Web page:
An electrical circuit contained in the housing 44 is connected to the electrodes 30 and 31, and when the electrodes 30 and 31 are submerged in water so as to allow current to flow from one electrode to the other, the electrical circuit activates an audible alarm that can be heard by inhabitants in the building being served by the evaporative cooler 10. Briefly, as shown in FIG. 2, the electrical circuit comprises a battery 32 that is connected to one of the electrodes 30. The other electrode 31 is connected to a detector means 34 that completes a circuit back to the battery 32 when current flows from the electrode 30 to the other electrode 31. The detector means 34 also provides current to an alarm means 36 which is connected between the detector means 34 and the battery 32. A plurality of small openings (not shown in the drawings) can be provided in the upper side of the housing 44 to allow the audible alarm to be heard by inhabitants of the building through the air duct connecting the evaporative cooler 10 with the interior of the building.
In its most elemental form, the detector means 34 can be a single electrical connector connecting the electrode 31 to the alarm means 36, with the alarm means being connected back to the battery 32. When the electrodes 31 and 32 are submerged in water, a circuit is maintained from the battery 32 through the electrodes 30 and 31 to the alarm means 36 and back to the battery 32.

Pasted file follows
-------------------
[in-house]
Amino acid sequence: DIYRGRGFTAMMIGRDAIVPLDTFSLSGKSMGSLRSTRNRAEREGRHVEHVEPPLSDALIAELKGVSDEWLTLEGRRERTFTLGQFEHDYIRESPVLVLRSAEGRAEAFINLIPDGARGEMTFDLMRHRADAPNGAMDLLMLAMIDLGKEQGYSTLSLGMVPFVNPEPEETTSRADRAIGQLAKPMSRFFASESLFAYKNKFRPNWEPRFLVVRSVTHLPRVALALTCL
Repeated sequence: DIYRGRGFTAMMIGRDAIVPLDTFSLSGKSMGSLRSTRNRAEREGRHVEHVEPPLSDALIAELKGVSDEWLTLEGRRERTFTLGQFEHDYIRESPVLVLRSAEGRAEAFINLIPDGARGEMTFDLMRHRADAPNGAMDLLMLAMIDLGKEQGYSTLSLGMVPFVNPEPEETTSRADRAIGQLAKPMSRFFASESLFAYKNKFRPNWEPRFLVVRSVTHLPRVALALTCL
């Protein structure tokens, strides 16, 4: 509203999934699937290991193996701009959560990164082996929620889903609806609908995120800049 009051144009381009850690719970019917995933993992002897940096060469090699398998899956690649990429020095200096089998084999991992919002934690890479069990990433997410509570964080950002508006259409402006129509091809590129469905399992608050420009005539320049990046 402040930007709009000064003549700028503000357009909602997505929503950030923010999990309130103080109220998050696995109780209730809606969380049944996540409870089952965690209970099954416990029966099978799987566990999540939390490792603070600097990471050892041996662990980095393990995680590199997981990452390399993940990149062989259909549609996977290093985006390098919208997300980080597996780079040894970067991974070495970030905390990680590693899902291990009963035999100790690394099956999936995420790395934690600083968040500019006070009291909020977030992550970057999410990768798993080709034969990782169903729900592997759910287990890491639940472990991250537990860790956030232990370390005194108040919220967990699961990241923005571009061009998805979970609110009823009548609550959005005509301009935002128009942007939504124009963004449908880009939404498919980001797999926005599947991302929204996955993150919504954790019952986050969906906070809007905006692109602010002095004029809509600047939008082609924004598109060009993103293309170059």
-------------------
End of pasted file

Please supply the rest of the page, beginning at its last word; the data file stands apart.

A more efficient detector system is preferably incorporated into an electrical circuit as illustrated in FIG. 3. In the circuit shown in FIG. 3, one of the electrodes 30 is connected to the positive pole of the battery 32. The other electrode 31 is connected through an adjustable, variable resistor 70 to the negative pole of the battery 32. A semiconductor device 72 is provided which has a gate connected directly to the other electrode 31. The other two connection of the semiconductor device 72 are connected to the positive pole of the battery 32 and a positive pole of a piezo buzzer alarm means 36. The negative pole of the piezo buzzer alarm means 36 is connected to the negative pole of the battery 32.
When the water level in the reservoir of the evaporative cooler 10 increases above its normal, working level 50 so that the electrodes 30 and 31 are submerged in the water, current flows from the positive pole of the battery through the variable resistor 70 to the negative pole of the battery 32. The voltage developed on the gate of the semiconductor device 72 triggers that device to complete an effective conduction of current through the other two connection of the semiconductor device 72. Current then flows from the positive pole of the battery 32 through the semiconductor device 72 and the piezo buzzer alarm means 36 back to the negative pole of the battery 32, with the piezo buzzer alarm means 36 emitting an audible alarm that can be heard in the building which is being served by the evaporative cooler 10.
The circuity of FIG. 3 can be modified as is well known in the electrical art to pulse the activation of the alarm means 36 so as to produce timed pulses of audible sounds. This would help identify the source of the sound by inhabitants of the building as well as conserve power drainage from the battery 32 such that the alarm could be generated for a longer period than could a continuous alarm before exhausting the battery 32.